Parham’s Assistant Head Gardener Tim Miles explains how to care for your roses this month.
Of all the plants that bloom in June, the rose is perhaps the most evocative. The scented blossoms filling borders and cascading off walls typify the English garden in high summer.
Deadheading is vital to make the best of your rose display. Rose petals tend to hang on after they have finished, and can detract from blossom yet to come. Individual flowers within clusters are easily snipped at the base of their stalk, while whole clusters should be removed just above the first full leaf on the stem.
As with any rose prunings, it is best practice to burn any removed material to limit the spread of disease. If working on multiple roses, give tools a quick clean and spray of disinfectant to limit the spread of any pathogens.
Rose hips are a bonus to some roses, but not all roses produce hips. It is worth researching whether any of your roses do, and if so, you may wish to leave the spent flowers for the hips to develop.
In the case of recurrent roses (those that bloom throughout the year, not just once), it is worth deadheading the first flush of flowers to encourage stronger later flushes, which can then be left to develop hips.
Pests and disease will start to become more apparent on roses from June onward after the plants have exhausted themselves with so much flowering. Aphids like the soft, new growth and flower buds of roses. In many cases, a few minutes of squishing will see off most of them, but if this is too time-consuming a spray with a soap-based insecticide will help.
Black spot, an airborne fungal disease, is inevitable and it is a thankless task to try to stop it altogether. The best way to deal with it is to grow healthy roses. Keep them well-fed, well-watered and practice good hygiene with tools and plant material. Weed out varieties that seem particularly prone to the disease: there are always more roses to try. Sulphur granules and sprays are said to help, and we will experiment with them in the garden at Parham to see if it helps here.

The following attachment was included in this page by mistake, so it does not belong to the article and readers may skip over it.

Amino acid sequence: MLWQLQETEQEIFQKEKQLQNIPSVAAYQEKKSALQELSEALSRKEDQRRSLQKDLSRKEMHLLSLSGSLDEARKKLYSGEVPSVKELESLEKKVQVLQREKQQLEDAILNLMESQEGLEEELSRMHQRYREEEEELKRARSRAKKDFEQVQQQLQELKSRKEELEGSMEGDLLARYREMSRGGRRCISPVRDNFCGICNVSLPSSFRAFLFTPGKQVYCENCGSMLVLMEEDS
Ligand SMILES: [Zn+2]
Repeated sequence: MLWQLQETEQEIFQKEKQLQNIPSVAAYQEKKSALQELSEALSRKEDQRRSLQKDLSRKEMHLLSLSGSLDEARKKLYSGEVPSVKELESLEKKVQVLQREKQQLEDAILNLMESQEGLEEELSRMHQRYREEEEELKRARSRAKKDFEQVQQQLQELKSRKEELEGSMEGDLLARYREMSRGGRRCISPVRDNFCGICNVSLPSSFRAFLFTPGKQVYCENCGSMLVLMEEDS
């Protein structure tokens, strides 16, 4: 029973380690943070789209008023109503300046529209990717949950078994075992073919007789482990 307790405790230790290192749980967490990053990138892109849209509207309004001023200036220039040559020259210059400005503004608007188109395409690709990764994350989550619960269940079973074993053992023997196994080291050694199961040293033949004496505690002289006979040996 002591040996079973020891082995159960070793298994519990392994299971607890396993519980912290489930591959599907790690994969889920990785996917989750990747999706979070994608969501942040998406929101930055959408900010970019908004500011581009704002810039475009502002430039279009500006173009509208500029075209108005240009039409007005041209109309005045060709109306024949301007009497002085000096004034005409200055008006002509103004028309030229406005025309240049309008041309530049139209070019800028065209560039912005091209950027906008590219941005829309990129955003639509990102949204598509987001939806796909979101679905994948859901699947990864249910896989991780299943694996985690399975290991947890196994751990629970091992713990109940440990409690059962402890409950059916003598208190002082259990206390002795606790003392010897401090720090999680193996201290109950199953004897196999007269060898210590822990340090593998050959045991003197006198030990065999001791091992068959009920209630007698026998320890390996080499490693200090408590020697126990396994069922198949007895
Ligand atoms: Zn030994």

We want to add to the rose collection at Parham and will choose species and cultivars that are suited to the dry, sandy soil here. While many roses prefer rich, clay soils, some are more suited to free draining, light soils. Rosa pimpinellifolia, the burnet rose, is one such rose.
Found in the wild on dunes, beaches and limestone pavements, it is well suited to our soil.
The species itself has small, white flowers in May followed by dark, almost black hips. Cultivars of R. pimpinellifolia introduce fuller flowers in pink and yellow tones, and in the case of Rosa ‘Stanwell Perpetual’, repeat flowering. It grows to around 4ft, flower early, has a good scent and are worthy of a place in any garden.
The Alba roses also do well on dry, poor soils. This is a beautiful tribe of old roses with grey foliage, fantastic scent and flowers of white, cream or soft pink. Sizes vary from the great, arching heights of the double white Rosa ‘Alba Maxima’ which easily attains 6ft-7ft, to the more compact Rosa ‘Félicité Parmentier’ at 4ft, with full blooms of delicate pink.
Rosa virginiana performs admirably on almost any soil. The flowers, which look somewhat like a darker version of our native dog rose (Rosa canina), are not the reason to grow this rose.
Instead, it is the autumn display of plump, carmine hips with burnished copper and red foliage that makes this rose garden-worthy.
It forms a dense suckering mass, grows to around 4-5ft and is generally trouble-free, but is perhaps more suited to the wilder areas of a garden.
Enjoy your roses this month and look after them. Proper care will ensure they flourish year after year.
Words by Tim Miles; photos by Erika Packard